In Walt Whitman’s famous poem, “Song of Myself,” the speaker challenges the reader’s understanding of the individual by identifying himself as a “contradiction,” a body containing multiple and sometimes conflicting characteristics, stating “Very well then, I contradict myself, / (I am large, I contain multitudes.)” One hundred and thirty-two years later, poet and scholar Gloria Anzaldúa writes in the foundational Chicanx text, Borderlands/La Frontera, “she operates in a pluralistic mode—nothing thrust out, the good, the bad, and the ugly, nothing rejected, nothing abandoned.” Despite their distance in time, gender, and ethnicity, these two formative American writers represent a tension particular to U.S. literature and culture—how to reconcile individuality and nationalism in a country built on immigration. This talk will explore the role of diversity and multiplicity as a uniquely American literary value through discussion of these writers’ work and their relevance to 21st century U.S. identity politics.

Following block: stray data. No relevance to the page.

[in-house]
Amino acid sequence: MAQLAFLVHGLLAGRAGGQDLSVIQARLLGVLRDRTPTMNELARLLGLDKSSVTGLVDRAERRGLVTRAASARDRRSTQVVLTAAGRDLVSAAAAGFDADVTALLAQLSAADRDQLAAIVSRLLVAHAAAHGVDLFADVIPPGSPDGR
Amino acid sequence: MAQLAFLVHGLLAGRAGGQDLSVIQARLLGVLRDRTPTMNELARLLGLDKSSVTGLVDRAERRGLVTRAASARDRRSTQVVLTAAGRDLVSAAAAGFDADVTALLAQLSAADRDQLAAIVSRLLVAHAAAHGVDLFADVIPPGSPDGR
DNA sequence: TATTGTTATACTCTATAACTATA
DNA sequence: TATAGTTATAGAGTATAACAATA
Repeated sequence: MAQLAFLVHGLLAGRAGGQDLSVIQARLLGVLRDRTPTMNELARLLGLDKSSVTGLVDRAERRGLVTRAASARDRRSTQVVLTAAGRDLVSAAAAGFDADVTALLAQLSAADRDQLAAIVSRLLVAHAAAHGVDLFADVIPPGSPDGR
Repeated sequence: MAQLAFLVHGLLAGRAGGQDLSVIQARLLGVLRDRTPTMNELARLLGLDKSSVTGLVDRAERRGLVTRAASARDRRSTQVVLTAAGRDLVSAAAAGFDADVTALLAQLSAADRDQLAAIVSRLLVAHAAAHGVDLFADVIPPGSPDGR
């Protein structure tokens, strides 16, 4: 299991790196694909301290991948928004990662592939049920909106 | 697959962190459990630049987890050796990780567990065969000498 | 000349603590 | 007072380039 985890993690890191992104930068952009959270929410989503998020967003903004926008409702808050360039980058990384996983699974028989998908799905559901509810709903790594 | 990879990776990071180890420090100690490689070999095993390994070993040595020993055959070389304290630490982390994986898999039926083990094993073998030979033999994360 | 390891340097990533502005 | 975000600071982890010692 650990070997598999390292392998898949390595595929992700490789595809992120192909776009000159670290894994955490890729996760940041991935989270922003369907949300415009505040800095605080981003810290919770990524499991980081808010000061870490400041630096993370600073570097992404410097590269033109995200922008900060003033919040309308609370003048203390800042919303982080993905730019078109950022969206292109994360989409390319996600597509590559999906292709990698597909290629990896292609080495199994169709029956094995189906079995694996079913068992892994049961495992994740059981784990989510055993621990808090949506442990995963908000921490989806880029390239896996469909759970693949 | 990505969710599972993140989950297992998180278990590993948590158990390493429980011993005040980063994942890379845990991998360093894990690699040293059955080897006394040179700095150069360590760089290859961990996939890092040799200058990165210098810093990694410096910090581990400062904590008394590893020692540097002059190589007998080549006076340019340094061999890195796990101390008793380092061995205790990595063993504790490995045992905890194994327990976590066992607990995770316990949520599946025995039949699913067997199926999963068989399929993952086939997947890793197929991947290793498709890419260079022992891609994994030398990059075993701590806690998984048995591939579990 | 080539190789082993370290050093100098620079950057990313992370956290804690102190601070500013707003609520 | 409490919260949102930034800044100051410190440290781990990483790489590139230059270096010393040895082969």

Sarah A. Chavez, a mestiza born and raised in the California Central Valley, is the author of the poetry collections, Hands That Break & Scar (Sundress Publications, 2017) and All Day, Talking (dancing girl press, 2014), selections of which were awarded the Susan Atefat Peckham Fellowship. She teaches creative writing with an emphasis on the recognition of intersectionality and the lived experience of the body. Her scholarship and creative publishing both focus on the constructed performance of race/ethnicity, gender, and socio-economic class in the United States.